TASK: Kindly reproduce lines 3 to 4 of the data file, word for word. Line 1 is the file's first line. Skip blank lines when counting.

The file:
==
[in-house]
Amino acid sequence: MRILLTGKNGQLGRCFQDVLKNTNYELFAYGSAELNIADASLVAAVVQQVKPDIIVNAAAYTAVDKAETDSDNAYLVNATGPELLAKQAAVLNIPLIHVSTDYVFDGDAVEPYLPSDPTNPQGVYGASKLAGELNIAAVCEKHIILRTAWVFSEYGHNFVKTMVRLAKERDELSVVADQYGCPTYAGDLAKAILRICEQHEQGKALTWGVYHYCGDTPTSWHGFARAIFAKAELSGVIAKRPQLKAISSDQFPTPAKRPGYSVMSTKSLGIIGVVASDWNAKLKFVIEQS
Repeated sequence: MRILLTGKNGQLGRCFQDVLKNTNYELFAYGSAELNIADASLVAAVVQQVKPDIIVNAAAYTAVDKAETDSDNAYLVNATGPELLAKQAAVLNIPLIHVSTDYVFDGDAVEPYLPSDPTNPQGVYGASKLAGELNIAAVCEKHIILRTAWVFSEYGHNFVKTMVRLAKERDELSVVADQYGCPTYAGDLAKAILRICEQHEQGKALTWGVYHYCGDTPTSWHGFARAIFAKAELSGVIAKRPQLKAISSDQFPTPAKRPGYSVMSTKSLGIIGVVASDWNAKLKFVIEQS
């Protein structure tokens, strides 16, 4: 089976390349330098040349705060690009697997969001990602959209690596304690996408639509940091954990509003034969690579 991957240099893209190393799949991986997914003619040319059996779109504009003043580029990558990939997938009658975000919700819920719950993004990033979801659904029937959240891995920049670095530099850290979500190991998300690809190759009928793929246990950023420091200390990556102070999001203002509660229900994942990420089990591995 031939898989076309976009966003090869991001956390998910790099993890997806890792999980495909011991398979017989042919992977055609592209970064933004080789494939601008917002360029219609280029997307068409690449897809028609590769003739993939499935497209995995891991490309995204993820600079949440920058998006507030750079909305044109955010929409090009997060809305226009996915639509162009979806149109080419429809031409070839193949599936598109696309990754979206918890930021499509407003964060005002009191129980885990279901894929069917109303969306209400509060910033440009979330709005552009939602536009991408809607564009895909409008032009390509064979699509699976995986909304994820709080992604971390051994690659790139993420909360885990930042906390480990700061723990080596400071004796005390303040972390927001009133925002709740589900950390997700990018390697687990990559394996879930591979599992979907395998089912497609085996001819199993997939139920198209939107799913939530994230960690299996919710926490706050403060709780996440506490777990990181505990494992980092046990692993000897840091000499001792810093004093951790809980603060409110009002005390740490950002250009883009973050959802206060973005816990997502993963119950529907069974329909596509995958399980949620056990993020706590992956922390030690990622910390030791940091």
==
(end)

Repeated sequence: MRILLTGKNGQLGRCFQDVLKNTNYELFAYGSAELNIADASLVAAVVQQVKPDIIVNAAAYTAVDKAETDSDNAYLVNATGPELLAKQAAVLNIPLIHVSTDYVFDGDAVEPYLPSDPTNPQGVYGASKLAGELNIAAVCEKHIILRTAWVFSEYGHNFVKTMVRLAKERDELSVVADQYGCPTYAGDLAKAILRICEQHEQGKALTWGVYHYCGDTPTSWHGFARAIFAKAELSGVIAKRPQLKAISSDQFPTPAKRPGYSVMSTKSLGIIGVVASDWNAKLKFVIEQS
């Protein structure tokens, strides 16, 4: 089976390349330098040349705060690009697997969001990602959209690596304690996408639509940091954990509003034969690579 991957240099893209190393799949991986997914003619040319059996779109504009003043580029990558990939997938009658975000919700819920719950993004990033979801659904029937959240891995920049670095530099850290979500190991998300690809190759009928793929246990950023420091200390990556102070999001203002509660229900994942990420089990591995 031939898989076309976009966003090869991001956390998910790099993890997806890792999980495909011991398979017989042919992977055609592209970064933004080789494939601008917002360029219609280029997307068409690449897809028609590769003739993939499935497209995995891991490309995204993820600079949440920058998006507030750079909305044109955010929409090009997060809305226009996915639509162009979806149109080419429809031409070839193949599936598109696309990754979206918890930021499509407003964060005002009191129980885990279901894929069917109303969306209400509060910033440009979330709005552009939602536009991408809607564009895909409008032009390509064979699509699976995986909304994820709080992604971390051994690659790139993420909360885990930042906390480990700061723990080596400071004796005390303040972390927001009133925002709740589900950390997700990018390697687990990559394996879930591979599992979907395998089912497609085996001819199993997939139920198209939107799913939530994230960690299996919710926490706050403060709780996440506490777990990181505990494992980092046990692993000897840091000499001792810093004093951790809980603060409110009002005390740490950002250009883009973050959802206060973005816990997502993963119950529907069974329909596509995958399980949620056990993020706590992956922390030690990622910390030791940091």